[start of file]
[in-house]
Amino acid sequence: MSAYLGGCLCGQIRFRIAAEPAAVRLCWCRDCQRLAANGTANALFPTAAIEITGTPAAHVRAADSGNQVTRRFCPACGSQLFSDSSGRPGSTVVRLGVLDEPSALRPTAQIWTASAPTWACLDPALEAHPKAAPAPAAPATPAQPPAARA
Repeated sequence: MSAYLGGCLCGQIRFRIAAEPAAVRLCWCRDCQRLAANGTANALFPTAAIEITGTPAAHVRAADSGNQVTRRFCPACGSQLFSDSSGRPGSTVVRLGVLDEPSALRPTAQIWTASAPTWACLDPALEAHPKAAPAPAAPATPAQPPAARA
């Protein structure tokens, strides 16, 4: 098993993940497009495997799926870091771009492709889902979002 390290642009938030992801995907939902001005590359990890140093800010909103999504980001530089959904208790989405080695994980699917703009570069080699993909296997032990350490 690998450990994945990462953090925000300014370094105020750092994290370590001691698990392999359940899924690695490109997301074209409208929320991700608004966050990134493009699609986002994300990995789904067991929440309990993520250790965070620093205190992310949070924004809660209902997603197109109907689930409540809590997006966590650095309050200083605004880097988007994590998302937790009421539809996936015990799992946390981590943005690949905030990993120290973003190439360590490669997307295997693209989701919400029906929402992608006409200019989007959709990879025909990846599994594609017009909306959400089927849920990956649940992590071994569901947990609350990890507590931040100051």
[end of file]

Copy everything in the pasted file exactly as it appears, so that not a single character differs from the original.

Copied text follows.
[in-house]
Amino acid sequence: MSAYLGGCLCGQIRFRIAAEPAAVRLCWCRDCQRLAANGTANALFPTAAIEITGTPAAHVRAADSGNQVTRRFCPACGSQLFSDSSGRPGSTVVRLGVLDEPSALRPTAQIWTASAPTWACLDPALEAHPKAAPAPAAPATPAQPPAARA
Repeated sequence: MSAYLGGCLCGQIRFRIAAEPAAVRLCWCRDCQRLAANGTANALFPTAAIEITGTPAAHVRAADSGNQVTRRFCPACGSQLFSDSSGRPGSTVVRLGVLDEPSALRPTAQIWTASAPTWACLDPALEAHPKAAPAPAAPATPAQPPAARA
């Protein structure tokens, strides 16, 4: 098993993940497009495997799926870091771009492709889902979002 390290642009938030992801995907939902001005590359990890140093800010909103999504980001530089959904208790989405080695994980699917703009570069080699993909296997032990350490 690998450990994945990462953090925000300014370094105020750092994290370590001691698990392999359940899924690695490109997301074209409208929320991700608004966050990134493009699609986002994300990995789904067991929440309990993520250790965070620093205190992310949070924004809660209902997603197109109907689930409540809590997006966590650095309050200083605004880097988007994590998302937790009421539809996936015990799992946390981590943005690949905030990993120290973003190439360590490669997307295997693209989701919400029906929402992608006409200019989007959709990879025909990846599994594609017009909306959400089927849920990956649940992590071994569901947990609350990890507590931040100051």